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Doubts about faceoff play for Loyola Maryland men’s lacrosse motivate Mike Orefice

Whispers about how the Loyola Maryland men’s lacrosse team has been failing on faceoffs have filtered down to Mike Orefice, who said he’s not above using those doubts as incentive.

“I think it motivates me every day reading that facing off is kind of our weak point,” the senior said. “But I come in every day and just like Coach [Charley] Toomey said, execute when my number is called. I’m going to make a play regardless if I can’t win the ball or not.”

Orefice was one of several stars in the No. 8 Greyhounds’ 15-8 victory over Lehigh on Sunday at Ridley Athletic Complex that brought them their fourth Patriot League championship and the conference’s automatic bid to the NCAA tournament.

In a pivotal third quarter in which Loyola outscored the Mountain Hawks 7-1 after a 5-5 tie at halftime, Orefice won five of nine faceoffs, scored one goal, and assisted on another. His final numbers included an 11 of 20 outing on draws and a game-high eight ground balls and made an impression with Lehigh coach Kevin Cassese.

“I think he’s very good because he can get you and they can get offense out of him,” Cassese said. “I think he’s a terrific mixture as well. So they have a multi-faceted attack that is tough to match.”

A drop-off was somewhat expected after the graduation of Graham Savio, who is the school’s and Patriot League’s all-time leader in faceoff wins with 710. But the combination of Orefice (41.5 percent on 73 of 176, 37 ground balls, seven goals, two assists) and Graham’s brother, freshman Bailey Savio (44.8 percent on 91 of 203, 42 ground balls, two goals) have contributed to the Greyhounds entering Sunday’s title game ranked 58th out of 69 Division I teams in faceoff percentage.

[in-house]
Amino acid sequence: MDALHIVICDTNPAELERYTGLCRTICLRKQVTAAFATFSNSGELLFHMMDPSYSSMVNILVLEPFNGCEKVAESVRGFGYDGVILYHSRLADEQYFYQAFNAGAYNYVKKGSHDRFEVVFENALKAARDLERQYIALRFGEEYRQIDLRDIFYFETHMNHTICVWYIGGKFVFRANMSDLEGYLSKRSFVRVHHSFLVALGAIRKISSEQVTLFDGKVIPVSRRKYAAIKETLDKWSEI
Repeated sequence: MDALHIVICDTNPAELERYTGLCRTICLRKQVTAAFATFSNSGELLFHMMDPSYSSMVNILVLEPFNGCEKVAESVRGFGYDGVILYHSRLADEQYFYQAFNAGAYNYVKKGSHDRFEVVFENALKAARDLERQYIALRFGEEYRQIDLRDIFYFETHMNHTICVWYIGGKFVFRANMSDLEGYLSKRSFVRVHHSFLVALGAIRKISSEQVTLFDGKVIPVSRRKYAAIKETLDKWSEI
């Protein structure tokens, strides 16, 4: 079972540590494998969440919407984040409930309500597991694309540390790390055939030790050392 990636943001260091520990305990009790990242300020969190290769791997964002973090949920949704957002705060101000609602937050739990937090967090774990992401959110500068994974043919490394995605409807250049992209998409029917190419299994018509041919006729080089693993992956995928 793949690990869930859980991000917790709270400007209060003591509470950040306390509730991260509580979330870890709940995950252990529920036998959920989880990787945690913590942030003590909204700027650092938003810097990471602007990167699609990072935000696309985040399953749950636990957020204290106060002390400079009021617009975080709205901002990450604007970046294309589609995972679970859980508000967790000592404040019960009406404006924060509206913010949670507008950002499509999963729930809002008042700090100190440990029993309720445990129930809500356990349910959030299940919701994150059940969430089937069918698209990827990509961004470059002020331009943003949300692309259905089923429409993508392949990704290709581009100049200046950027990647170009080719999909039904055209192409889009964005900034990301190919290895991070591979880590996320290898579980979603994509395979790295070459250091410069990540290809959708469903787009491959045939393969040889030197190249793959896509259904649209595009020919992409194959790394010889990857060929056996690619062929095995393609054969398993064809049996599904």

Orefice, however, remains confident that he and Savio are making strides.

“I think Bailey and I are a two-headed dragon,” he said. “I think we both have our own strengths and our own weaknesses. When we’re both getting going, it’s really hard to stop us. Every day at practice, he makes me better, and I make him better. So it’s just back and forth.”

What Toomey appreciated about Orefice’s performance against Mountain Hawks sophomore Conor Gaffney (59.4 percent on 214 of 360, 101 ground balls, one assist) was his refusal to give up even after Gaffney had beaten Orefice to the clamp.

“He just kind of kept scrapping and fighting and got the ball back on the ground and just kind of out-athleted if you want to say it like that,” Toomey said. “Just kind of made it a tough play when we needed that play and got the ball going back in our direction. I was very impressed by that. It really got this team going. That’s what the faceoff X can do.”



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